On 4/9/15 7:38 AM, Timothy Gilmore wrote:
Thanks for sharing Doug. One question to the group...as I am building my new toroid, I was under the impression that a smooth surface like I saw with Doug's machined toroid would provide only 1-2 sparks but I saw many like I get on my aluminum ducting toroid. Is this the case also with machined toroids?
The science of spark development and growth is very poorly understood. There's a book "Spark Discharge" by Bazelyan and Raizer from about 10 years ago that has a lot of theory, but the summary is that "it's complex and hard to model"
In my experience, smooth surfaces tend to have many sparks, because a spark can grow from one place as well as another. The whole "breakout point" thing (a thumbtack stuck to the toroid, or a screwdriver laying over the edge) is an attempt to create a preferential point from which sparks develop.
The visible sparks you see are really the combination of many sparks. The individual sparks grow very quickly (nanoseconds), dissipating and reforming on every halfcycle of the RF. IN some cases, the sparks tend to follow the same path, extending the channel a bit more each time. In others, it doesn't.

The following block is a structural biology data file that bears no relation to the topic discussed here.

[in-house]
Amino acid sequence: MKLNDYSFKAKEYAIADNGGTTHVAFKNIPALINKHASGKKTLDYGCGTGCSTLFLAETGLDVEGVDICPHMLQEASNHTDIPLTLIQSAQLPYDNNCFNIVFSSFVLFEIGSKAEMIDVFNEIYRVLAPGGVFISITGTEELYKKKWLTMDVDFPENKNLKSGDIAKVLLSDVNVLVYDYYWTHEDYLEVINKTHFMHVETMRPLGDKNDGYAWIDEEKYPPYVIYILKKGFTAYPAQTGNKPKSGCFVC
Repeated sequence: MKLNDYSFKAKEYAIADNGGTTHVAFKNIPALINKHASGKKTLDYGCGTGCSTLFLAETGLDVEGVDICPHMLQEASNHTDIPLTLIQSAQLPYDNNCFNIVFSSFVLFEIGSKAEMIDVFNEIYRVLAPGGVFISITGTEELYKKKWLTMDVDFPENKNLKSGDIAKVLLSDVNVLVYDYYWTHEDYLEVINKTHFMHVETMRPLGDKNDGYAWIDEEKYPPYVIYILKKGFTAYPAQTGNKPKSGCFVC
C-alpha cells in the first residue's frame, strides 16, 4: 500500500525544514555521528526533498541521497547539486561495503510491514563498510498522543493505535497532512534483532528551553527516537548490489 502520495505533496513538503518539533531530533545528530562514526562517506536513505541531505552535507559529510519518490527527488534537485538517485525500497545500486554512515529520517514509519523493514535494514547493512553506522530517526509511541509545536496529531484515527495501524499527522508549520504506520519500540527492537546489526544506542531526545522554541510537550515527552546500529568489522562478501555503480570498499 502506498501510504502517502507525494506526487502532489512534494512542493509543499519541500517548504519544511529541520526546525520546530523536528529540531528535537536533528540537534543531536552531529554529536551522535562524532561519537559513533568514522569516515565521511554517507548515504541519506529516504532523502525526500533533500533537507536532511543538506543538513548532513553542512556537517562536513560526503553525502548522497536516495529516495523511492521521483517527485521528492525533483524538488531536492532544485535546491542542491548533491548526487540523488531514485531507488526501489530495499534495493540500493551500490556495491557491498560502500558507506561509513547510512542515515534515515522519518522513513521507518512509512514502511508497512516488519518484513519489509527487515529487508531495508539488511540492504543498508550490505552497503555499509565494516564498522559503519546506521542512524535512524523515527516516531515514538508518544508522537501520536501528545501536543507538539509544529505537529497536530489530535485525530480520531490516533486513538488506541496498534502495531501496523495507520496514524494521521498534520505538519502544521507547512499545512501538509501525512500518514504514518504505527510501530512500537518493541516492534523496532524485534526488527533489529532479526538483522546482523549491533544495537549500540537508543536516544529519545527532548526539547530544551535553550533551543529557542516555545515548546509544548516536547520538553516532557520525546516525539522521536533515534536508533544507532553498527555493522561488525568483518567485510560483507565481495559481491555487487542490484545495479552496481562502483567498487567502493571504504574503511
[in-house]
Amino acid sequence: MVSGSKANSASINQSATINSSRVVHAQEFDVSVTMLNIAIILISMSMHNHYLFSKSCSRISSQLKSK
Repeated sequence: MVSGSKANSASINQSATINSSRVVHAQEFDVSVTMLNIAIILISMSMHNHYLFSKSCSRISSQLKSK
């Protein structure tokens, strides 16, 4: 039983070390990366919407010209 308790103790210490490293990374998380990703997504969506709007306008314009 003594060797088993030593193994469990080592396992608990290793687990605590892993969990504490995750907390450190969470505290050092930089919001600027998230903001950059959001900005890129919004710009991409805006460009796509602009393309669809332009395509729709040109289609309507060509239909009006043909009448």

It is believed that there's an interaction between the size of the topload (which sets the energy available for each individual spark event) and the resonant frequency, and the bang rate.
If you have a very smooth surface and a very uniform surroundings and a bit of air movement, each time a new little spark starts to form, it can form in a new place, because one place is as good as another, and the moving air disperses any residual "partly ionized" channel as well as cooling the topload.
A narrow point, with no moving air, can a) provide a preferential spot for the spark to start b) get hotter, aiding in spark growth because hot things emit electrons c) leave the hot air from the previous spark in a convenient place.But there's a tradeoff.. if the spark forms too soon on the topload, it drains the energy out of the topload (being fed in from the secondary) before it has time to accumulate. If there's not enough energy to "feed the spark", it stops growing.
Tim On Thu, Apr 9, 2015 at 9:04 AM, Doug <doug11642@xxxxxxxxxxx> wrote:Working great; https://www.youtube.com/watch?v=4LTzJAashpQ Doug Johnson _______________________________________________ Tesla mailing list Tesla@xxxxxxxxxx http://www.pupman.com/mailman/listinfo/tesla_______________________________________________ Tesla mailing list Tesla@xxxxxxxxxx http://www.pupman.com/mailman/listinfo/tesla
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